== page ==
Reviewed by Lisa J Lickel
Carol by Bob Hartman
"...encourages the reader to think about charity as an activity that involves more than a pen and checkbook."
Bob Hartman's nifty little stocking stuffer is sweet quick read for the Christmas Grinch in your life. Carol, A Story for Christmas is a "modern retelling of Dickens' 'A Christmas Carol.'" Jack O'Malley may never let out a bah, humbug, but he lets us know he's a first-class curmudgeon of the worst sort who thinks there are too many mouths to feed and a charitable check will plug the hole in his conscience. After all, he's done well for himself, has no worries or regrets. Several-times married and somewhat of a lecher, fifty-year-old Jack shakes off a near-accident while doing some hated Christmas shopping by ducking into a book store. In an attempt to grab a table in the crowded shop he collides with a beautiful young woman who apologizes for dousing him with her coffee by buying him a skinny pumpkin latte. They share a table and talk about song lyrics Carol, the young woman, has running through her mind, something about "we can change the world."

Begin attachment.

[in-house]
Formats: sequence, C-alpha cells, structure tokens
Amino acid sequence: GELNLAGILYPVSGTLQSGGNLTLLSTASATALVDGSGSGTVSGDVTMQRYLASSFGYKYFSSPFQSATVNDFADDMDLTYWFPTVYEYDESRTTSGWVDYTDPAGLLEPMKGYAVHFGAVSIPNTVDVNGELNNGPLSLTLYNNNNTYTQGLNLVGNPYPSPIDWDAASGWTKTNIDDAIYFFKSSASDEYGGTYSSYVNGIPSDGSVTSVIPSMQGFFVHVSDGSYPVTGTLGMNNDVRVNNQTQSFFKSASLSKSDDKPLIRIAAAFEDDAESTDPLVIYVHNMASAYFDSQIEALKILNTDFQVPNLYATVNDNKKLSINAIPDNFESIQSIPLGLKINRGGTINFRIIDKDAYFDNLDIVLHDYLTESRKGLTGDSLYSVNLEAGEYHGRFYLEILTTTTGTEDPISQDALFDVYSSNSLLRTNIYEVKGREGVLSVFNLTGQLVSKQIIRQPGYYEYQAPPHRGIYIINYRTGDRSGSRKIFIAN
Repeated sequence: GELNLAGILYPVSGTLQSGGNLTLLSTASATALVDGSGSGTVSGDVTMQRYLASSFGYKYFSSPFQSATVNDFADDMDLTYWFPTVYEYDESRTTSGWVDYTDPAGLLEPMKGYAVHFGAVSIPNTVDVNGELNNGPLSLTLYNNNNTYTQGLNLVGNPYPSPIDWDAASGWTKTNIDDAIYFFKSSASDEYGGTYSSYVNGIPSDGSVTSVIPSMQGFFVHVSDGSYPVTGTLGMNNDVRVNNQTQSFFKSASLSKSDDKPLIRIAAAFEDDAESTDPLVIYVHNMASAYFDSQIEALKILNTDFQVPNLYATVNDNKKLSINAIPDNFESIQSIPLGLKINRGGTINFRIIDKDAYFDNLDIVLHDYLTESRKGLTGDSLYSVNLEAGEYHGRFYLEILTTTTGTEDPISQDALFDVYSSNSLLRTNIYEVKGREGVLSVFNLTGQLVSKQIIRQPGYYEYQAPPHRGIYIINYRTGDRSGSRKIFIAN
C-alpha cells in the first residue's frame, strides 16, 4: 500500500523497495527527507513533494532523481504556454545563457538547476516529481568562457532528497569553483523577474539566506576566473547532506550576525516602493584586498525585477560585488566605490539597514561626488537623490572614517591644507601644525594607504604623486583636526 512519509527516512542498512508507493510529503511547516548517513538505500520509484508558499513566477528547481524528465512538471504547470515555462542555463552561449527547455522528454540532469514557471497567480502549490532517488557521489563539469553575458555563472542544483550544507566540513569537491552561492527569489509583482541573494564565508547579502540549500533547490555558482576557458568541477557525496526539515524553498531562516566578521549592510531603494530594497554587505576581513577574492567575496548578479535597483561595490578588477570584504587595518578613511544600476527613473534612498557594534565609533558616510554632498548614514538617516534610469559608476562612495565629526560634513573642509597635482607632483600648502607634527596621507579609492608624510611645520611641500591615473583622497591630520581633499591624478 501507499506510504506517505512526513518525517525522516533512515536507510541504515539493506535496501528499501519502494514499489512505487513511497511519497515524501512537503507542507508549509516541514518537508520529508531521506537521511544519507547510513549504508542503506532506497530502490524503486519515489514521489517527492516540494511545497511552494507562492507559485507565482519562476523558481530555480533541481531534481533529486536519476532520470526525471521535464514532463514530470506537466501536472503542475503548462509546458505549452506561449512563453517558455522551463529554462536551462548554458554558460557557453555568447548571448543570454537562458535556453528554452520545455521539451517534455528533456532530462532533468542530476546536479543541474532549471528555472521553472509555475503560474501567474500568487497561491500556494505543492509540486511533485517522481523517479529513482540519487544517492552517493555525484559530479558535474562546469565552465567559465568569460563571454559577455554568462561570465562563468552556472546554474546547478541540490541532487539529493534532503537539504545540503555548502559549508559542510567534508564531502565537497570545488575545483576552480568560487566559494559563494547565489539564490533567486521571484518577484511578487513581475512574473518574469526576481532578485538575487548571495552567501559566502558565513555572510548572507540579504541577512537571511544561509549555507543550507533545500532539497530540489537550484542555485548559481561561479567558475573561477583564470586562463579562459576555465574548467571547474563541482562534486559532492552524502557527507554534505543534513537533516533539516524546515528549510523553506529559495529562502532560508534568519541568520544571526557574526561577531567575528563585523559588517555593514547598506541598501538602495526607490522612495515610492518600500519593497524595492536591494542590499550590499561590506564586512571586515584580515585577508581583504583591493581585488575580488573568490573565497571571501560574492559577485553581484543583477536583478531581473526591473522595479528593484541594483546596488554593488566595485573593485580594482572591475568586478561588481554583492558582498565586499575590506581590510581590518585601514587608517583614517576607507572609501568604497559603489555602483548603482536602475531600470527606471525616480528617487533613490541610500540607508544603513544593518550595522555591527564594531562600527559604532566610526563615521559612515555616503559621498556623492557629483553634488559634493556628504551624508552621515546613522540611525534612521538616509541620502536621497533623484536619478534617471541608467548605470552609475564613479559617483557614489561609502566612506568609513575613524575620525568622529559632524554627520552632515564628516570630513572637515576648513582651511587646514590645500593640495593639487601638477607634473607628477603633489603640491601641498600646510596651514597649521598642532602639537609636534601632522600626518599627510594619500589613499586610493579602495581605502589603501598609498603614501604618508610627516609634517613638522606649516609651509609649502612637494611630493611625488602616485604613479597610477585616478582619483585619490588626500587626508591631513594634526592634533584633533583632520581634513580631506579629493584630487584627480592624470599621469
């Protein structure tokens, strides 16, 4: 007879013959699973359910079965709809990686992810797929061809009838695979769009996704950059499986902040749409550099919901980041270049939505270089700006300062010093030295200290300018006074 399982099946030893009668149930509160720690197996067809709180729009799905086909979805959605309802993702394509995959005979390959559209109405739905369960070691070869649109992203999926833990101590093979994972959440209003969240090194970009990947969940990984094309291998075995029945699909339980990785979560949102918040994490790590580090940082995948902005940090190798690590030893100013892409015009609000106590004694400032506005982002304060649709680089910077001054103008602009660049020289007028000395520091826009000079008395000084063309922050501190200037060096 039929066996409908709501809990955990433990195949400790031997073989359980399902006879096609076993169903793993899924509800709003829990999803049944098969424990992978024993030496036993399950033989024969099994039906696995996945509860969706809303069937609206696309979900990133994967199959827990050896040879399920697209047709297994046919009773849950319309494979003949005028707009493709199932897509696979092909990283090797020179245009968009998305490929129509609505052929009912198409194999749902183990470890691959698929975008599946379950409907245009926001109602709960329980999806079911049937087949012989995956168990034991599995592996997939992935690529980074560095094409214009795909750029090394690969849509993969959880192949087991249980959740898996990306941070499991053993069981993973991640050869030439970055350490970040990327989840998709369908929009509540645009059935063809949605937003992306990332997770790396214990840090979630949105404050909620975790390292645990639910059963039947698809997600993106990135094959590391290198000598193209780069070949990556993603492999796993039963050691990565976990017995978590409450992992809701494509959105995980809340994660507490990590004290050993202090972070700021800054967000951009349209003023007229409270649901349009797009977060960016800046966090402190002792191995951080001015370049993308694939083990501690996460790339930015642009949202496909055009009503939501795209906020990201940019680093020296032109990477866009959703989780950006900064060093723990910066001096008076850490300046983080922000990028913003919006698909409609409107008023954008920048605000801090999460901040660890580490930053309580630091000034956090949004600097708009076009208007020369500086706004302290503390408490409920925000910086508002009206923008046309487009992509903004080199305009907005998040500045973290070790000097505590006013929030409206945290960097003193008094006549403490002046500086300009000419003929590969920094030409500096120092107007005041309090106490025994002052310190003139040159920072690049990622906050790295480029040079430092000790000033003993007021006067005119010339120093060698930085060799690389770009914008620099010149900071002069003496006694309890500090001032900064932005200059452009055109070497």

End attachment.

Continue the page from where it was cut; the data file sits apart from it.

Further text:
While impressing Carol with his song-recognition skills, Jack then offers to play the older tune on the sampler at the kiosk. He gets more than he hoped for when Carol leans in to share the headphones—he gets a trip back in time when she presses "rewind." Like the Ghosts of Christmases past, present and future, Carol whisks Jack on a journey to rediscover his lost dreams.
Jack is forced not only to see deprivation, but to live it; to look at what should have been, and he gets a chance to repent of his selfishness. Heavy on the starving children theme, this book encourages the reader to think about charity as an activity that involves more than a pen and checkbook. Like Jacob Marley who repented late, but was able to convince Scrooge to repent in time to make a difference, Jack gets a chance to rattle his chains in an effort to change the world…one skinny pumpkin latte at a time.
Lickel lives in Wisconsin with her high school teacher husband in a 150-year-old
Great Lakes ship captain's house. She is active in more than one historical society,
belongs to writing and reading clubs and is the editor in chief of Creative Wisconsin,
the magazine of Wisconsin Regional Writers. A graduate of the Christian Writer's
Guild, she has written newspaper features and magazine articles, radio theater,
and authored several inspirational novels. Find her online at http://lisalickel.com,